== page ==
Blood transcriptional signature of recombinant human erythropoietin administration and implications for antidoping strategies

Durussel, J. et al. (2016) Blood transcriptional signature of recombinant human erythropoietin administration and implications for antidoping strategies. Physiological Genomics, 48(3), pp. 202-209. (doi: 10.1152/physiolgenomics.00108.2015) (PMID:26757800)

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Recombinant human erythropoietin (rHuEPO) is frequently abused by athletes as a performance-enhancing drug, despite being prohibited by the World Anti-Doping Agency. Although the methods to detect blood doping, including rHuEPO injections, have improved in recent years, they remain imperfect. In a proof-of-principle study, we identified, replicated, and validated the whole blood transcriptional signature of rHuEPO in endurance-trained Caucasian males at sea level (n = 18) and Kenyan endurance runners at moderate altitude (n = 20), all of whom received rHuEPO injections for 4 wk. Transcriptional profiling shows that hundreds of transcripts were altered by rHuEPO in both cohorts. The main regulated expression pattern, observed in all participants, was characterized by a “rebound” effect with a profound upregulation during rHuEPO and a subsequent downregulation up to 4 wk postadministration. The functions of the identified genes were mainly related to the functional and structural properties of the red blood cell. Of the genes identified to be differentially expressed during and post-rHuEPO, we further confirmed a whole blood 34-transcript signature that can distinguish between samples collected pre-, during, and post-rHuEPO administration. By providing biomarkers that can reveal rHuEPO use, our findings represent an advance in the development of new methods for the detection of blood doping.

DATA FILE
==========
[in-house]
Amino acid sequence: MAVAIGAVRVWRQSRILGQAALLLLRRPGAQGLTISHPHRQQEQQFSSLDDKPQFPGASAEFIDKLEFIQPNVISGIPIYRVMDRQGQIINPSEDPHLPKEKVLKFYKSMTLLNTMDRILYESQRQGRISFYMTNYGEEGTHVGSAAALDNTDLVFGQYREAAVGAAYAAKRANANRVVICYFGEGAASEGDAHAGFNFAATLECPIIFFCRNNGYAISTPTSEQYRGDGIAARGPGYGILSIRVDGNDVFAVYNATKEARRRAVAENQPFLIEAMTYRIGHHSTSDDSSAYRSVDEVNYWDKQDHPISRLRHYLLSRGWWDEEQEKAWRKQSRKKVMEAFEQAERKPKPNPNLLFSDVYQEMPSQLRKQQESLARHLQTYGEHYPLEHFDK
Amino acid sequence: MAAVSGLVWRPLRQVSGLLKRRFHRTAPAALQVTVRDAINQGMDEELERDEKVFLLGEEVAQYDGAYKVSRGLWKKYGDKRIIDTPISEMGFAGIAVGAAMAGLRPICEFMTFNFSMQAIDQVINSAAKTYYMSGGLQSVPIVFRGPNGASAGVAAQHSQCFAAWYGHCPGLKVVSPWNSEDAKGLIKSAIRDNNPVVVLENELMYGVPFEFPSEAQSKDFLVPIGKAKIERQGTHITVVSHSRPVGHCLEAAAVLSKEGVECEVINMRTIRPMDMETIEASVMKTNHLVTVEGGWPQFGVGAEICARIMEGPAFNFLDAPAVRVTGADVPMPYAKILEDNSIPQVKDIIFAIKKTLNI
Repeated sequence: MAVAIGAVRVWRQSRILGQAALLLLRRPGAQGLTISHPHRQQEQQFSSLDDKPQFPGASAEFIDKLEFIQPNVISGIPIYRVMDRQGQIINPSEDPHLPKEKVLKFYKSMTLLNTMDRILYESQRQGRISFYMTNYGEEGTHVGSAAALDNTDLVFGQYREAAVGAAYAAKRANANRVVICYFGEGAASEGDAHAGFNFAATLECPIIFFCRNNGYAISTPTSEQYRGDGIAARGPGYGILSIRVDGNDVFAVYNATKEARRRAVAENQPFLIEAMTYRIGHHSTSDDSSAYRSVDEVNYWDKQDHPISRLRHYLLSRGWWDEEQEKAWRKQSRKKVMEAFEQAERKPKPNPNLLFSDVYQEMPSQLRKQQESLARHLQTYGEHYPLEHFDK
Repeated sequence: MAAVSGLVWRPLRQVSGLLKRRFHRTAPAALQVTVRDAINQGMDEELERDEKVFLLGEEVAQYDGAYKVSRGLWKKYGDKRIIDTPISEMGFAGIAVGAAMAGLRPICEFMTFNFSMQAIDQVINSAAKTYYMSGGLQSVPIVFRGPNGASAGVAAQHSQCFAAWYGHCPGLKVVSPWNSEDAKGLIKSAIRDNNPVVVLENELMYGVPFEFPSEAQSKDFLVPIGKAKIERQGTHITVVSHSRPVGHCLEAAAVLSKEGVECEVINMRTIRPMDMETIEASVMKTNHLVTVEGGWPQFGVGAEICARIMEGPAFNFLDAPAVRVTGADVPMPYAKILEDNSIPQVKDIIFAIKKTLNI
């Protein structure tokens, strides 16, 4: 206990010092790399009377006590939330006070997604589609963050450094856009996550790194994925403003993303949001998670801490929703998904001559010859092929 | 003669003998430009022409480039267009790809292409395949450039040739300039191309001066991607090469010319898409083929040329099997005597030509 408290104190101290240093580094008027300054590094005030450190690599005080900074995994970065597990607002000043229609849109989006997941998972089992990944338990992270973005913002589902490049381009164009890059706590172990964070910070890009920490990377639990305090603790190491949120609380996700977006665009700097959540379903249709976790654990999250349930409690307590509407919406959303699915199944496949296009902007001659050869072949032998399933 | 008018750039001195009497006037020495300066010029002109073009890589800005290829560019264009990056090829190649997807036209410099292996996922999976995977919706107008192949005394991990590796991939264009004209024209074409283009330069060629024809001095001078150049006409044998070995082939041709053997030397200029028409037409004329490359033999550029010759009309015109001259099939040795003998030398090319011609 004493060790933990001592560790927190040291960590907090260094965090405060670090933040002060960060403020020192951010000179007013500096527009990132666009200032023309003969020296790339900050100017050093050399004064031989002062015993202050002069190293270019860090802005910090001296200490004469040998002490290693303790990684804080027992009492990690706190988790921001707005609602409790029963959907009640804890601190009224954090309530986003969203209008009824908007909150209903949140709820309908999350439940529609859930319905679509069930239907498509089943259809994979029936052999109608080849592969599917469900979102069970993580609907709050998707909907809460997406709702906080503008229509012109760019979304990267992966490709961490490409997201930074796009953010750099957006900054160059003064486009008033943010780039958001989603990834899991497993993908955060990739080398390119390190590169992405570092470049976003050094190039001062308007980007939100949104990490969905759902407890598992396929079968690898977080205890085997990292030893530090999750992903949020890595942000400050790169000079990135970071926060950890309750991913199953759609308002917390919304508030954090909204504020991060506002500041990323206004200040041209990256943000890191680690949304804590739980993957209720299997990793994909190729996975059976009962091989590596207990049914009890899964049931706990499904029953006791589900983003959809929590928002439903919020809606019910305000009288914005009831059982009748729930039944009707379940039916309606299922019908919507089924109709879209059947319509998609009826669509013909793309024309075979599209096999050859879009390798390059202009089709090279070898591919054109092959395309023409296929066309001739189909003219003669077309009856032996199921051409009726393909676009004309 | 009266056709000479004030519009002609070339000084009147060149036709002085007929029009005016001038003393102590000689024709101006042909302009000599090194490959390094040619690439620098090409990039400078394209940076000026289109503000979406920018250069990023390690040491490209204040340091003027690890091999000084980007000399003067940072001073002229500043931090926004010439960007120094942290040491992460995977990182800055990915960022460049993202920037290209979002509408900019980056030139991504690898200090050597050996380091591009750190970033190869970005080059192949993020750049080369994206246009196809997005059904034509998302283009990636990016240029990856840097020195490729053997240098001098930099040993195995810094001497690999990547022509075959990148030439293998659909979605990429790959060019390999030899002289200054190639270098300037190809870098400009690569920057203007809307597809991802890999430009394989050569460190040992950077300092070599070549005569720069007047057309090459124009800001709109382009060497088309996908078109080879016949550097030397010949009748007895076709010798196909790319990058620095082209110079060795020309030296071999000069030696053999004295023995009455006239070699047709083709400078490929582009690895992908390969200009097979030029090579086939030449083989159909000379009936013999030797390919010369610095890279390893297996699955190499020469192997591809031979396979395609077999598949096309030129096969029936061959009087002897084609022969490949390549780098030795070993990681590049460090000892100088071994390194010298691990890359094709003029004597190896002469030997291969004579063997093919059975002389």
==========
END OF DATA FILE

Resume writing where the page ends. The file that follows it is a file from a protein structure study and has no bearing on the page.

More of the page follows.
Item Type:Articles
Additional Information:M. Mooses was supported by national scholarship program Kristjan Jaak, which is funded and managed by the Archimedes Foundation in collaboration with the Ministry of Education and Research. Both K. Mooses and M. Mooses were supported by European Social Fund’s Doctoral Studies and Internationalisation Programme DoRa, which is carried out by Foundation Archimedes. The research was funded by grant from WADA (08C19YP).
Glasgow Author(s) Enlighten ID:Patel, Dr Rajan and Mooses, Mr Martin and McBride, Dr Martin and Beattie, Mrs Wendy and Mooses, Ms Kerli and Durussel, Mr Jerome and Pitsiladis, Dr Yannis and Padmanabhan, Dr Neal and McClure, Dr John
Authors: Durussel, J., Haile, D., Mooses, K., Daskalaki, E., Beattie, W., Mooses, M., Mekonen, W., Ongaro, N., Anjila, E., Patel, R., Padmanabhan, N., McBride, M., McClure, J., and Pitsiladis, Y.
College/School:College of Medical Veterinary and Life Sciences > School of Cardiovascular & Metabolic Health
College of Medical Veterinary and Life Sciences > School of Medicine, Dentistry & Nursing
Journal Name:Physiological Genomics
Publisher:American Physiological Society
ISSN (Online):1531-2267

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